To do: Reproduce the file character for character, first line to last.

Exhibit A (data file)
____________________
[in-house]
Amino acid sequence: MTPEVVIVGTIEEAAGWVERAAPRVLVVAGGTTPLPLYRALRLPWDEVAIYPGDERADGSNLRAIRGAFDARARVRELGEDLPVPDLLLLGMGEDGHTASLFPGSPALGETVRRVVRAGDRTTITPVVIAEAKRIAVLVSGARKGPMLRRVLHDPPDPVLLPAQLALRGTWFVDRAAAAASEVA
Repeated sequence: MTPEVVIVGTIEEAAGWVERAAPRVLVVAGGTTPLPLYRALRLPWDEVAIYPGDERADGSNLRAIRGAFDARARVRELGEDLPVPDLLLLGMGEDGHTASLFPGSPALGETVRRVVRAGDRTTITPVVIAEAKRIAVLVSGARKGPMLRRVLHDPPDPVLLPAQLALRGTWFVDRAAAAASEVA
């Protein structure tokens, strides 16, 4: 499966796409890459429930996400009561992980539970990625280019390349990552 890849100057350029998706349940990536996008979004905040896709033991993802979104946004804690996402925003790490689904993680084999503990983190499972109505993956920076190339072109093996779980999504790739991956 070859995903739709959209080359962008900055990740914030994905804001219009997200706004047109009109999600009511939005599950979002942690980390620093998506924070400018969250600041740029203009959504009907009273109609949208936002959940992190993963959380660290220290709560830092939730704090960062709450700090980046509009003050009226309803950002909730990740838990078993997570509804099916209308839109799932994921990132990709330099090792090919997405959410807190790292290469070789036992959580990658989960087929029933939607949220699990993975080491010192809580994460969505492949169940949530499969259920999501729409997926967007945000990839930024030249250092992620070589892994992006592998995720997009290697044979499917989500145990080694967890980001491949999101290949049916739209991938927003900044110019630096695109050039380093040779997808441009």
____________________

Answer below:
[in-house]
Amino acid sequence: MTPEVVIVGTIEEAAGWVERAAPRVLVVAGGTTPLPLYRALRLPWDEVAIYPGDERADGSNLRAIRGAFDARARVRELGEDLPVPDLLLLGMGEDGHTASLFPGSPALGETVRRVVRAGDRTTITPVVIAEAKRIAVLVSGARKGPMLRRVLHDPPDPVLLPAQLALRGTWFVDRAAAAASEVA
Repeated sequence: MTPEVVIVGTIEEAAGWVERAAPRVLVVAGGTTPLPLYRALRLPWDEVAIYPGDERADGSNLRAIRGAFDARARVRELGEDLPVPDLLLLGMGEDGHTASLFPGSPALGETVRRVVRAGDRTTITPVVIAEAKRIAVLVSGARKGPMLRRVLHDPPDPVLLPAQLALRGTWFVDRAAAAASEVA
């Protein structure tokens, strides 16, 4: 499966796409890459429930996400009561992980539970990625280019390349990552 890849100057350029998706349940990536996008979004905040896709033991993802979104946004804690996402925003790490689904993680084999503990983190499972109505993956920076190339072109093996779980999504790739991956 070859995903739709959209080359962008900055990740914030994905804001219009997200706004047109009109999600009511939005599950979002942690980390620093998506924070400018969250600041740029203009959504009907009273109609949208936002959940992190993963959380660290220290709560830092939730704090960062709450700090980046509009003050009226309803950002909730990740838990078993997570509804099916209308839109799932994921990132990709330099090792090919997405959410807190790292290469070789036992959580990658989960087929029933939607949220699990993975080491010192809580994460969505492949169940949530499969259920999501729409997926967007945000990839930024030249250092992620070589892994992006592998995720997009290697044979499917989500145990080694967890980001491949999101290949049916739209991938927003900044110019630096695109050039380093040779997808441009």